3. Spitzer, S. L. (2003). With and without words: Exploring occupation in relation to young children with autism. Journal of Occupational Science, 10(2), 67-79.

Acknowledgements:

This study was supported by the National Institute of Dental and Craniofacial Research (1R34DE022263-01 and DE024978-01).

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Oct 20th, 4:45 PM Oct 20th, 5:45 PM

Everyday occupations for children with Autism: Improving oral care

Studio 1

Background: (394 words, excluding headings)

Oral health, an everyday occupation of daily living, is important to both physical and psychological health.1 Children with autism spectrum disorders (cASD) experience significant barriers to adequate oral care, including sensory processing concerns, impairments in communication, and ineffective techniques to alleviate fear and anxiety.2 However, little research on efficacious interventions to improve care for this population exists.

Statement of Purpose:

To gather information from caregivers and dental professionals on current strategies to facilitate successful oral care encounters for cASD.

Methods:

Two focus groups with parents of cASD (9 parents with children aged 5-18 years) and two focus groups with 7 dental practitioners who treat cASD were conducted. Semi-structured questions were asked about the oral care related challenges experienced by cASD and the strategies employed to address them. Each session lasted 2.5-3 hours in duration and was transcribed verbatim. Thematic analysis following a grounded theory approach was used to analyze the data by 3 independent coders.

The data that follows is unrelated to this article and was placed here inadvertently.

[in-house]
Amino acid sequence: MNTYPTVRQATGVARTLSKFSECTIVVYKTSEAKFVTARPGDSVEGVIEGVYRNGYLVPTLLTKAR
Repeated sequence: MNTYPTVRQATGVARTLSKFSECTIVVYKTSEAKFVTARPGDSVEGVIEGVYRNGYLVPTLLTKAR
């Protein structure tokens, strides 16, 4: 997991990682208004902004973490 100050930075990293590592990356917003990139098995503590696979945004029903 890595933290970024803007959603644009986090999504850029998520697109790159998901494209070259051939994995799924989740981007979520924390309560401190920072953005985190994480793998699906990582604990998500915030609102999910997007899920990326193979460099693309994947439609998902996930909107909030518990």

Results:

Three themes emerged from the parent focus groups. The first theme, What Makes a Good Dentist, focused on the dentist’s knowledge, understanding, and experience. The second theme, Tricks, Tactics, and Diversions, described different techniques to improve dental visits. The last theme, Preparation, Preparation, Preparation, explored parent-implemented strategies.

In the dentist focus groups, four themes emerged. The first theme, Parents Know Best, described how dentists often valued parental expertise regarding care techniques. The second theme, Desensitization, explored strategies for preparation in the home and at the dental office. The third theme, Network of Colleagues, referred to dentists seeking advice of other health care professionals regarding working with the ASD population, as well as mentoring new dentists. The last theme, Flexibility, focused on dentists doing “whatever it takes” to accommodate the needs of cASD.

Conclusions:

Focus group findings provide insight into the techniques perceived by parents and dental providers to lead to successful dental care encounters for cASD. This information has the potential to improve care for this population by identifying areas for modification to create the optimal experience for cASD and their parents.

Relationship to Occupational Science

Caring for a child with ASD is a unique and challenging experience.3 Better understanding of these strategies can help to improve oral care for cASD, and illuminate the particularities of how cASD engage in everyday occupations.3 Discussion about how to facilitate better experiences for cASD in dental settings also has potential to help mitigate the health disparities faced by this marginalized population.

Key Words: Autism, oral care, children

Discussion Questions:

1. How do these oral care strategies impact the experience of everyday occupations for cASD?

2. How is engagement and participation in oral health affected by a diagnosis of ASD?